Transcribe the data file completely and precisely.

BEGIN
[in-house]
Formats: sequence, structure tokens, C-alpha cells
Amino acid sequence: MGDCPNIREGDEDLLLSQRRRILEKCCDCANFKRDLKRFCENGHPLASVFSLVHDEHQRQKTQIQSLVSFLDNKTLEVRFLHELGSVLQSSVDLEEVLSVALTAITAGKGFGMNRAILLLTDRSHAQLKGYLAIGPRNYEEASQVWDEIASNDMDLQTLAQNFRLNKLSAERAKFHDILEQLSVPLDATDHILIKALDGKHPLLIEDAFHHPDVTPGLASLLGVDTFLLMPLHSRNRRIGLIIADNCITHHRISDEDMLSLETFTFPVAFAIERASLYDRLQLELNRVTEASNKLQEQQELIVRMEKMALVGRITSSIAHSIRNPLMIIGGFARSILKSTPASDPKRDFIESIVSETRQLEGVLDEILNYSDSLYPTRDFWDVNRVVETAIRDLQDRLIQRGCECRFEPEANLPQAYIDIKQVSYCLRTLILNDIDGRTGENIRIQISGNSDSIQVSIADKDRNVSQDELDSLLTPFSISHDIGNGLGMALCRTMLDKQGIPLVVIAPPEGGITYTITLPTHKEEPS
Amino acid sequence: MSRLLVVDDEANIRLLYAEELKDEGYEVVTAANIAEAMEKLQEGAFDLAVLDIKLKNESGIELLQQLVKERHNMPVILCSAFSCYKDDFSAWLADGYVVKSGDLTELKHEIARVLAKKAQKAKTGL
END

[in-house]
Formats: sequence, structure tokens, C-alpha cells
Amino acid sequence: MGDCPNIREGDEDLLLSQRRRILEKCCDCANFKRDLKRFCENGHPLASVFSLVHDEHQRQKTQIQSLVSFLDNKTLEVRFLHELGSVLQSSVDLEEVLSVALTAITAGKGFGMNRAILLLTDRSHAQLKGYLAIGPRNYEEASQVWDEIASNDMDLQTLAQNFRLNKLSAERAKFHDILEQLSVPLDATDHILIKALDGKHPLLIEDAFHHPDVTPGLASLLGVDTFLLMPLHSRNRRIGLIIADNCITHHRISDEDMLSLETFTFPVAFAIERASLYDRLQLELNRVTEASNKLQEQQELIVRMEKMALVGRITSSIAHSIRNPLMIIGGFARSILKSTPASDPKRDFIESIVSETRQLEGVLDEILNYSDSLYPTRDFWDVNRVVETAIRDLQDRLIQRGCECRFEPEANLPQAYIDIKQVSYCLRTLILNDIDGRTGENIRIQISGNSDSIQVSIADKDRNVSQDELDSLLTPFSISHDIGNGLGMALCRTMLDKQGIPLVVIAPPEGGITYTITLPTHKEEPS
Amino acid sequence: MSRLLVVDDEANIRLLYAEELKDEGYEVVTAANIAEAMEKLQEGAFDLAVLDIKLKNESGIELLQQLVKERHNMPVILCSAFSCYKDDFSAWLADGYVVKSGDLTELKHEIARVLAKKAQKAKTGL